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  • Writer's pictureKOH-I-NOOR HARDTMUTH

Explore the magic of colorful pastels

The pastel technique is mainly connected with the art period of till these days admired Impressionism. However, it was created many years earlier and was not only used by Degas or Renoir. Today, we can see this technique in the field of art as well as in art classes at schools.

Renaissance masters such as Leonardo da Vinci or Michelangelo used natural charcoal for their drawings, from which pastels developed over the time. No wonder then that the pastel, as an art medium, was invented in the 16th century in Italy, the same country in which these two masters lived and created.

They were made of pure powder pigments mixed with chalk and a sufficient

amount of gum arabic or other binder, same as today.

However, the pastel was only available in black, white and red. Today, there are about 1600 different colors and shades.

Among the first great artists who used this technique was Hans Holbein Jr., a German Renaissance painter and graphic artist who worked at the court of King Henry VIII of England. So it is quite strange that the pastel did not reach popularity in England until two centuries later. With all the glory, however! To own the pictures created by pastel became a trend of socially highly positioned people and the price of finished works was comparable to the price of oil painting, which was unimaginable until that time.

Enthusiasm soon cooled down a bit and pastel became a technique of amateurs. But not for long. In the 19th century, it was made famous again by already mentioned Edgar Degas, who turned this technique used only for sketching into a full-fledged artistic medium.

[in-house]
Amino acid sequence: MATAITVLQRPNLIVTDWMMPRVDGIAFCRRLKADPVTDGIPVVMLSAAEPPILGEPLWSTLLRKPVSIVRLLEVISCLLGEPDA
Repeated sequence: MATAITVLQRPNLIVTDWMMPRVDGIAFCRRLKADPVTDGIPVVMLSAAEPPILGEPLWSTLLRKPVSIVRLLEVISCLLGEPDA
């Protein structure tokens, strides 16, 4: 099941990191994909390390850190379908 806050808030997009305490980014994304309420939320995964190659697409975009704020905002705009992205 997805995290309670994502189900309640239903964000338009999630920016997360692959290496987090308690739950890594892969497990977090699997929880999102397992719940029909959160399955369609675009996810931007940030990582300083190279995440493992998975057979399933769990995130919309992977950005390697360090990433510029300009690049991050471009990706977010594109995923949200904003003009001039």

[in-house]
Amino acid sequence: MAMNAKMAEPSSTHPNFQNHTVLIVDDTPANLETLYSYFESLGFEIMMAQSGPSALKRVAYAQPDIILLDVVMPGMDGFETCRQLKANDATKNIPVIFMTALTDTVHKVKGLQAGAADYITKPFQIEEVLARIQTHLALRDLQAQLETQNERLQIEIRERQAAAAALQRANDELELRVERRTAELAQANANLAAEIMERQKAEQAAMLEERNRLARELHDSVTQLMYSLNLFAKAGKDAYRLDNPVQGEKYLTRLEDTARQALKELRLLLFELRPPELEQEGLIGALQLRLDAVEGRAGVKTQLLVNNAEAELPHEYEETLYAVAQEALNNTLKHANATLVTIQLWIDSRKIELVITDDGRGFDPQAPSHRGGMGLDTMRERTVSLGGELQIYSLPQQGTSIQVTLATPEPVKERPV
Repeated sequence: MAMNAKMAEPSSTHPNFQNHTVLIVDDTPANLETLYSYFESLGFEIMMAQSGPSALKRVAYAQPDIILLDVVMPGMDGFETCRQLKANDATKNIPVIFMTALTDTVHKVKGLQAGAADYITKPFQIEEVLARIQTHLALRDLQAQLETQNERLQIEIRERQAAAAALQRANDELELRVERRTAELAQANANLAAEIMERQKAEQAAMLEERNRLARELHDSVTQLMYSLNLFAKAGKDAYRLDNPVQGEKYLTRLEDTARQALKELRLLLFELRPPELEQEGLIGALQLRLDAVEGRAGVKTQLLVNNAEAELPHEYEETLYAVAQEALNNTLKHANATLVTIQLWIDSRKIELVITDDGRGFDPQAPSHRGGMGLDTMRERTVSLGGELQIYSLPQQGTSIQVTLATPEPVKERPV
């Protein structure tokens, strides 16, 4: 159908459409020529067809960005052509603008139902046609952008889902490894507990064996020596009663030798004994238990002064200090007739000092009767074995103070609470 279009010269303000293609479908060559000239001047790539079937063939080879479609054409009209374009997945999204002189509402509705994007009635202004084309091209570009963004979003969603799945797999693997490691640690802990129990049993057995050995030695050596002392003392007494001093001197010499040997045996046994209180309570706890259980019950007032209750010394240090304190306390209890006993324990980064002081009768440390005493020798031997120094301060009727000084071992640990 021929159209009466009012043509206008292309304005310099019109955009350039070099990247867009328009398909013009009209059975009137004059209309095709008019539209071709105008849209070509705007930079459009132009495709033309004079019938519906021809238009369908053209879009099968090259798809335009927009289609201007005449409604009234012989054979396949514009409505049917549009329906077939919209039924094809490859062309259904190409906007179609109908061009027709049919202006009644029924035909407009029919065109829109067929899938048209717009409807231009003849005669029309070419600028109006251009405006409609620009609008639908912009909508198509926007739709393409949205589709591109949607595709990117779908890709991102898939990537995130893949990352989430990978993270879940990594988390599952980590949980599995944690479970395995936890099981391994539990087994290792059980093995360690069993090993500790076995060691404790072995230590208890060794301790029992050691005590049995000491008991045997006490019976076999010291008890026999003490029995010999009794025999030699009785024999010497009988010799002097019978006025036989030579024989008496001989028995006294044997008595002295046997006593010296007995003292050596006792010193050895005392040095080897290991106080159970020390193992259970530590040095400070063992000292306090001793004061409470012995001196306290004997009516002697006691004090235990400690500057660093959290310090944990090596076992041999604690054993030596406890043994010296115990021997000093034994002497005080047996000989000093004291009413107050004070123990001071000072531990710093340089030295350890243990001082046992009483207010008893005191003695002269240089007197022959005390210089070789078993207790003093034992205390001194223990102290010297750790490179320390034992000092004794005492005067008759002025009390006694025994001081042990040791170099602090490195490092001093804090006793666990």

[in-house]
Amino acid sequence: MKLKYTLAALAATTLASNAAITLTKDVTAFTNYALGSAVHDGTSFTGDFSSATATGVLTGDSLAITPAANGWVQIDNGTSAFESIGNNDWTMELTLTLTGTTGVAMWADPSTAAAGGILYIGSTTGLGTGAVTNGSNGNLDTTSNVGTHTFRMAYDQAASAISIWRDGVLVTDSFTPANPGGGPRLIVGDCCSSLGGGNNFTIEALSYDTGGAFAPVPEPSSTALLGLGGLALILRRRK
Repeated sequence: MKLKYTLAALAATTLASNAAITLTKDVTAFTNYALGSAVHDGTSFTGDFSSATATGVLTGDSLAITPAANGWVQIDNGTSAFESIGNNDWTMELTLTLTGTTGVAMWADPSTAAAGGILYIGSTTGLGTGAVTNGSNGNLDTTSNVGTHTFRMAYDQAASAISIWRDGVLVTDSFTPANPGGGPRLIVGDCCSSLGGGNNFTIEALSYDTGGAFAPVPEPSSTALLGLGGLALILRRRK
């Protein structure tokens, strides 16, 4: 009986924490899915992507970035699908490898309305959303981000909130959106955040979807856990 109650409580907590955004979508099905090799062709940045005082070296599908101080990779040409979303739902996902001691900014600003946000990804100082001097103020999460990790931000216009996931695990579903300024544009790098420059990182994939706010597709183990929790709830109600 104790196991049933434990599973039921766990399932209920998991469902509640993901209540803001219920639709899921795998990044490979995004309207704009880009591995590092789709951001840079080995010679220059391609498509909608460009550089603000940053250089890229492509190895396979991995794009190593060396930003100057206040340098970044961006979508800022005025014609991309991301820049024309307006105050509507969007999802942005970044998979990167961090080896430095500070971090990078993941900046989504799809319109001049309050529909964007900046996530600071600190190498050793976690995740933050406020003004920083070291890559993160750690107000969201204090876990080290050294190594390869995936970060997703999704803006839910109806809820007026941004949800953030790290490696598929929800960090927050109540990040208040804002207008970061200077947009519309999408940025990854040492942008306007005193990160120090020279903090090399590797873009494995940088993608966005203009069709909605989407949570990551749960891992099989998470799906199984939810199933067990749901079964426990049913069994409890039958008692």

Edgar Degas

Before long, the pastel also attracted other great artists, including Paul Gauguin, Henri Matisse, Claude Monet, Auguste Renoir and Henri de Toulouse-Lautrec. Even Pablo Picasso, who himself contributed to the improvement and elevation of oil pastels to professional art technique, fell under its spell.

Claude Monet

As already mentioned, the pastel is made of powder pigments which are mixed with chalk or clay, then the binder is added to the mixture, which can be, for example, gum arabic or gum tragacanth. This mixture is then sliced, formed into sticks and let to cure.

The ratio of binder to pigment plays an important role in pastels’ categorisation. According to this criterion, they are divided into soft, hard, oil and pastels in pencil, each of which is suitable for a different type of drawing or painting.

Henri de Toulouse-Lautrec

Soft pastels, also known as dry or dusty, contain a high amount of pigment and a small amount of binder. Thanks to this, soft pastels can be smudged, layered and their colors can be mixed well. However, we must not forget to seal them using a fixative, which you will find in the KOH-I-NOOR e-shop in the form of a solution and a spray. Another advantage is the wide range of colors. In addition to smaller sets, you can also buy large sets of pastels suitable for professionals.

Another type are hard pastels, which contain more binder and less pigment than the soft ones. Thanks to this, they break less and you can cut them to make them sharp, which you will use mainly when creating thin lines and details. Their spreadability and ability to mix shades of colors are similar to the soft pastels, so it is possible to combine these two types together.

However, it is not good to combine soft or hard pastels with oil pastels, as they leave a waxy mark because the binder is wax or oil. The pigment is present in large quantities in oil pastels, so the colors are very rich. Compared to the previous types, these pastels cannot be mixed that well, but can be spread by fingers or a brush. Thanks to these characteristics, it is not necessary to seal the artwork created by oil pastels.

Some artists could use pastels in pencil for fine details, outlines or lines. However, same as with soft and hard pastels, they should not forget to seal the finished drawing.

Natalia Leonova

To start to create with pastels you can get inspired by a Russian artist Natalia Leonova or if you prefer an abstract style, we recommend exploring the work of the young Czech artist Matyáš Maláč.

Don't forget to share your work with us on social networks. We look forward to seeing it!

Matyáš Maláč



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